Just the facts:
On the 29th of August I got in the mail the State’s Motion to Disclose Experts in a case set for trial next Tuesday.
The same day the District Clerk’s office notified me that the judge had granted the State’s motion.
Here’s a portion of Texas Disciplinary Rule of Professional Conduct 3.05:
A lawyer shall not…except as otherwise permitted by law and not prohibited by applicable rules of practice or procedure, communicate or cause another to communicate ex parte with a tribunal for the purpose of influencing that entity or person concerning a pending matter.
Here’s Texas Code of Judicial Conduct Canon 3(B)(8):
A judge shall accord to every person who has a legal interest in a proceeding, or that person’s lawyer, the right to be heard according to law. A judge shall not initiate, permit, or consider ex parte communications or other communications made to the judge outside the presence of the parties between the judge and a party, an attorney, a guardian or attorney ad litem, an alternative dispute resolution neutral, or any other court appointee concerning the merits of a pending or impending judicial proceeding.
Here’s the email I sent the judge (and her lawyer, the judges’ staff attorney—in hindsight was probably a little much) on the 29th:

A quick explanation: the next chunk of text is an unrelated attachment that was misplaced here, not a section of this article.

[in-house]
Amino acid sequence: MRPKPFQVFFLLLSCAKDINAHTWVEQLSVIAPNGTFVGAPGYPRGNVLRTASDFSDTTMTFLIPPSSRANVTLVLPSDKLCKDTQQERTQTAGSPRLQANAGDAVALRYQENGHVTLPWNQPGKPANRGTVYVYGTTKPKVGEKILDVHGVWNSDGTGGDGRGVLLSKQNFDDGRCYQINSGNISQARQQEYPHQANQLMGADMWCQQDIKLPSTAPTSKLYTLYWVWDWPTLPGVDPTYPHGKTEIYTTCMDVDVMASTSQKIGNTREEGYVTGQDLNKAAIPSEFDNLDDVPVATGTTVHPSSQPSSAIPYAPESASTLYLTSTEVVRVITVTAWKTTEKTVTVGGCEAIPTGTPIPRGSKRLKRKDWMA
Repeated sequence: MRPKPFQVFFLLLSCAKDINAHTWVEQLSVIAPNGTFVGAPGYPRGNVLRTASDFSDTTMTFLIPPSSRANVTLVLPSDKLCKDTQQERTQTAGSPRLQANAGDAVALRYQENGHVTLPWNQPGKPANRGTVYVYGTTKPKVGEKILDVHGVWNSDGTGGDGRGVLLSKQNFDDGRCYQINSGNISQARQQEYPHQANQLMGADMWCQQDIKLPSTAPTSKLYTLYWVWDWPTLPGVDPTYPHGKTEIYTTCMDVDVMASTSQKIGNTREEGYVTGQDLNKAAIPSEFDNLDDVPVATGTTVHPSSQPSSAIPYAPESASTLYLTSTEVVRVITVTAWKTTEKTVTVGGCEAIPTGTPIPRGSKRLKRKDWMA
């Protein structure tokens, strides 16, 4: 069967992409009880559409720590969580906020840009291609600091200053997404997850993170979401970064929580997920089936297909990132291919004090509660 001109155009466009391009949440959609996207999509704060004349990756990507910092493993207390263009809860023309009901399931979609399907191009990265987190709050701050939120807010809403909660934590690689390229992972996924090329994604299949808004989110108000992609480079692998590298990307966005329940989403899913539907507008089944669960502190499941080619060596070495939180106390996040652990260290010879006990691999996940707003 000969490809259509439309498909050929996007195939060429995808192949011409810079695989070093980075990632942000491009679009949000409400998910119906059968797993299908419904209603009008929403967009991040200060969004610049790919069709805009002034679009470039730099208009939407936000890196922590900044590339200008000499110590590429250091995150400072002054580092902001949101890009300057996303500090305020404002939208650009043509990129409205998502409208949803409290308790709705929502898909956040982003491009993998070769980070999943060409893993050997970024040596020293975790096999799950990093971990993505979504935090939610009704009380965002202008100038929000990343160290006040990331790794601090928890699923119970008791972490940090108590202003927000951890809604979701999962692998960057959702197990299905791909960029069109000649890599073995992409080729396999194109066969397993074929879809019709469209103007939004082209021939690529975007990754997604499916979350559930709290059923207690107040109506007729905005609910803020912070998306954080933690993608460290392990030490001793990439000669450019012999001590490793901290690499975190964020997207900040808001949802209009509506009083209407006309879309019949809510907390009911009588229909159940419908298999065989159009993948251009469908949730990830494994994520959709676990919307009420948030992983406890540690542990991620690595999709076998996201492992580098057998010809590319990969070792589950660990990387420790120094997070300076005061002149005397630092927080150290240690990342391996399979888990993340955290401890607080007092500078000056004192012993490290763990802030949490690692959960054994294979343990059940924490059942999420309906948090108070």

Dear Judge ,
Please stop granting the State’s motions (for example, to disclose experts) without notice to the defense and an opportunity to respond.
Here’s the message my receptionist took on the 30th:
[Court Coordinator] re [client] Mtns Hrg Monday 9am. Your client DOES have to appear in court also.
My client was not due in court until the following week. Monday would have been Labor Day.
On the 31st I saw on the District Clerk’s website that the case was set on the day after Labor Day.
My client and I were there at 9am on that day. I asked to approach; the judge had other business to take care of first:
Me: I don’t think we have any business. There are no motions pending.
Judge: We have some business.
When the judge got to us, I asked that a record be made. Here is the judge’s defense:
By way of history on the case, the State filed a State’s Motion to Disclose Experts on August 29th, 2012. It was presented to the Court. At that time the Court held it for 24 hours to discuss with [Prosecutor] whether or not there were any objections from the defense. [Prosecutor] went out of town, so the Court asked another prosecutor in the court whether or not the defense had been made aware of the motion, and implicit in that request was whether or not there were any objections.
It was represented to the Court that the defense had been notified. The Court interpreted that to mean that there were no objections, just as if the State filed a motion to amend and the defense wasn’t present. The Court would have requested whether or not there were any objections from the defense. So, after that communication with the State and it being the Court’s belief that not only had the defense been given notice but there were no objections to a Motion to Disclose Experts under 39.14(b), the Court signed the motion on August 29th, 2012.
What do you think?